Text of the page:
Sorry Lhun, this is not correct. There is a higher charge in concussion grenades and they carry up to about 250g.

Lhun
09-26-2010, 03:54 PM
What type? Fragmentation grenades are made with as little as 20-30g of TNT, and as far as i remember even big concussion grenades were only around 100-150g. 250g produces quite a blast for a thrown weapon.

Kenn
09-26-2010, 04:27 PM
What type? Fragmentation grenades are made with as little as 20-30g of TNT, and as far as i remember even big concussion grenades were only around 100-150g. 250g produces quite a blast for a thrown weapon.
I am not an expert on the TNT content of grenades, but I seem to remember the Mills type (fragmentaion device) had about 80g and the German stick type grenade (a concussion device) had about twice that. A later version of the US concussion grenade had about 250g (I think) and was known as a MkIII. I was talking about concussion devices. It is a big blast, but the range is very short in the open. The destructive range of a fragmentation device is far greater, thanks to the splinters (beyond the range of even the thrower!), but it is not as effective indoors where there are passages etc.

whacko
09-26-2010, 05:24 PM
Hi Carlaviii,

Google July Bomb Plot, or Hitler bomb and you'll get a good idea, not only of what damage will be caused, but also of what may not happen.

Regards

Kenn
09-26-2010, 10:30 PM
Google July Bomb Plot, or Hitler bomb and you'll get a good idea, not only of what damage will be caused, but also of what may not happen.
I have to say that is an excellent example.

RJK
09-26-2010, 11:19 PM
Here (http://www.liveleak.com/view?i=0d2_1198134994) is some youtube video of 1/2 pound blocks of TNT going off.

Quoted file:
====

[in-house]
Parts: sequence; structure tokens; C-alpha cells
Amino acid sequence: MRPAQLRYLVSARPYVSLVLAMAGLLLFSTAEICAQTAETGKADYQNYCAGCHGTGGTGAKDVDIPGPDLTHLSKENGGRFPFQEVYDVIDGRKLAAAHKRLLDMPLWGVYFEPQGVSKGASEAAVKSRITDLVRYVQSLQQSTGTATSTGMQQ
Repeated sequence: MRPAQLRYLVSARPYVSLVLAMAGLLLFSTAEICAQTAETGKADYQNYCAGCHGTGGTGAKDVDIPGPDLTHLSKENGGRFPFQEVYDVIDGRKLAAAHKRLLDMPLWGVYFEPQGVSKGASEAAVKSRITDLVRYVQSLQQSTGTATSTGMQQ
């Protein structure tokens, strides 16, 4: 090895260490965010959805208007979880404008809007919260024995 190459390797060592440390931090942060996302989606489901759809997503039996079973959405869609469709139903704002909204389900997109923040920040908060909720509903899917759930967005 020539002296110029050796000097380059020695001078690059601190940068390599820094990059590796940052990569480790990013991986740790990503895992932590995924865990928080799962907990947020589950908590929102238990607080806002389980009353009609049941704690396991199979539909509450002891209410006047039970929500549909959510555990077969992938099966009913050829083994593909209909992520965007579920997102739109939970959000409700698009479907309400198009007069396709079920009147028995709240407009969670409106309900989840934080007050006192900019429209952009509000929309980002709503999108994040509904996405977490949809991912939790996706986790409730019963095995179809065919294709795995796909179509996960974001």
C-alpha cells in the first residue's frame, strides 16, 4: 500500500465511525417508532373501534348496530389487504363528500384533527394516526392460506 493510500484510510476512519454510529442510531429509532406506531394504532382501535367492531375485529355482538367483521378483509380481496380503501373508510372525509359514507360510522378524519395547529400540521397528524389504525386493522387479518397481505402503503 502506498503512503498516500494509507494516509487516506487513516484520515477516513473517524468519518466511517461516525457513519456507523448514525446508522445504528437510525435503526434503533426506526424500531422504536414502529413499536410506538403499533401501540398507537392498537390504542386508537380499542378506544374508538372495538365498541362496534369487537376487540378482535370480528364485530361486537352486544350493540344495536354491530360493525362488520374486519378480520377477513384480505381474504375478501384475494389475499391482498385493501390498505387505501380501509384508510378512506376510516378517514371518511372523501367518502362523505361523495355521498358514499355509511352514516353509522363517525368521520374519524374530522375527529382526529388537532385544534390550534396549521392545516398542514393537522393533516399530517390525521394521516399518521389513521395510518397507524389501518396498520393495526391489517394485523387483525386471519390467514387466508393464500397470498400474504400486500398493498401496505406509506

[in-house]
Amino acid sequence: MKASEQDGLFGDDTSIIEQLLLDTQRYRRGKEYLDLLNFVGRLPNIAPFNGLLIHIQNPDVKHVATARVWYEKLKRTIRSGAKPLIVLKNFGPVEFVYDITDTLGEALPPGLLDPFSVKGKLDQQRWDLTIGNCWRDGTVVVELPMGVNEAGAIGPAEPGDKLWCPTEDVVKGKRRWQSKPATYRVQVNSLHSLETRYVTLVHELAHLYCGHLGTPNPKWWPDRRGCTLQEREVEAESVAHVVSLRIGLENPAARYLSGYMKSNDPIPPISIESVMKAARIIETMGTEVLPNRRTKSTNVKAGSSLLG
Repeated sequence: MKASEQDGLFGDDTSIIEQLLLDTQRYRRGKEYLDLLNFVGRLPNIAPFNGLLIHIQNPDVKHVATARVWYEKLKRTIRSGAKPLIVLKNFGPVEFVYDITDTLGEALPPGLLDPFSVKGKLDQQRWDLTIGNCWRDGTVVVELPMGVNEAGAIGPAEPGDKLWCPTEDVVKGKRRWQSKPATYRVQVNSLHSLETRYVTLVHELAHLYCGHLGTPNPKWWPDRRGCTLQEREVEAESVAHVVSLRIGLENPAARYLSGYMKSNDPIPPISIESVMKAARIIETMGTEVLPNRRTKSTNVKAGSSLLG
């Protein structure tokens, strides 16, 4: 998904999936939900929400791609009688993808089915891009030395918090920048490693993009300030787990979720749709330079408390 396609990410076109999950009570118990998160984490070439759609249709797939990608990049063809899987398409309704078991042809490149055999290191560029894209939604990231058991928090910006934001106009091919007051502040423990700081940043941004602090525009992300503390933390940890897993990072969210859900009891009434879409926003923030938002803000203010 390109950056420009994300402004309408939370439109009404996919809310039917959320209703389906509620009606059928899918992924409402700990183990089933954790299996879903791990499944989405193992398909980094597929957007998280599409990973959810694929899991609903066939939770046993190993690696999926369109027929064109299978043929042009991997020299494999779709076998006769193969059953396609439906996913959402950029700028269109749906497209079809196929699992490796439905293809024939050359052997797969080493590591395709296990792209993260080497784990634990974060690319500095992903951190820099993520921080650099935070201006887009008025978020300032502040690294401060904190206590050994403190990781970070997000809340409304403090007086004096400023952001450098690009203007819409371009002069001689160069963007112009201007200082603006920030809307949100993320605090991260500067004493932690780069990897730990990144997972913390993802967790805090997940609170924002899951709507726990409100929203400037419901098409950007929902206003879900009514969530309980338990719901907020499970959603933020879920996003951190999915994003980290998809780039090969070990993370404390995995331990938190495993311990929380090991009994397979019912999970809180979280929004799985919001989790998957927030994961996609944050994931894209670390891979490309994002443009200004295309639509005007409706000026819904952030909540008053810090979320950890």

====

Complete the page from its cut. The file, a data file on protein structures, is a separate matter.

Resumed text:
LBlankenship
09-26-2010, 11:53 PM
Thank you to all for the video links and the reference to the attempt on Hitler... they have also reminded me that fire is not necessarily involved in these sorts of explosions (thanks, Hollywood, for the misinformation).

The photos after the attempt on Hitler are impressive, considering those were the days before sheet rock and plywood were major construction materials.

Lhun
09-27-2010, 01:56 AM
Generally speaking, fire is the result of carbon burning slowly with oxygen from the air. Which means the explosive material was shoddy, since you need to burn as much material, as quickly as possible to get a detonation. Fireballs can be expected in fuel-air explosions, or low explosives like gunpowder, not high explosives like TNT.


I am not an expert on the TNT content of grenades, but I seem to remember the Mills type (fragmentaion device) had about 80g and the German stick type grenade (a concussion device) had about twice that. A later version of the US concussion grenade had about 250g (I think) and was known as a MkIII. I was talking about concussion devices. It is a big blast, but the range is very short in the open.Hm, some googling suggest that you can apparently find grenades using anything from 30 to 300g of TNT, depending on type and manufacturer. Didn't know there was such a difference in yield between concussion and fragmentation grenades.
So, 1kg of TNT is equivalent to four, maybe five large concussion grenades.

whacko
09-27-2010, 03:16 AM
I have to say that is an excellent example.

Aw shucks.

I'm either blushing or suffering from high blood pressure here.

With my luck, it's probably both.;)

Regards

Kenn
09-27-2010, 02:39 PM
So, 1kg of TNT is equivalent to four, maybe five large concussion grenades.
More or less, but the original question was about 1 or 2 lbs of TNT ;)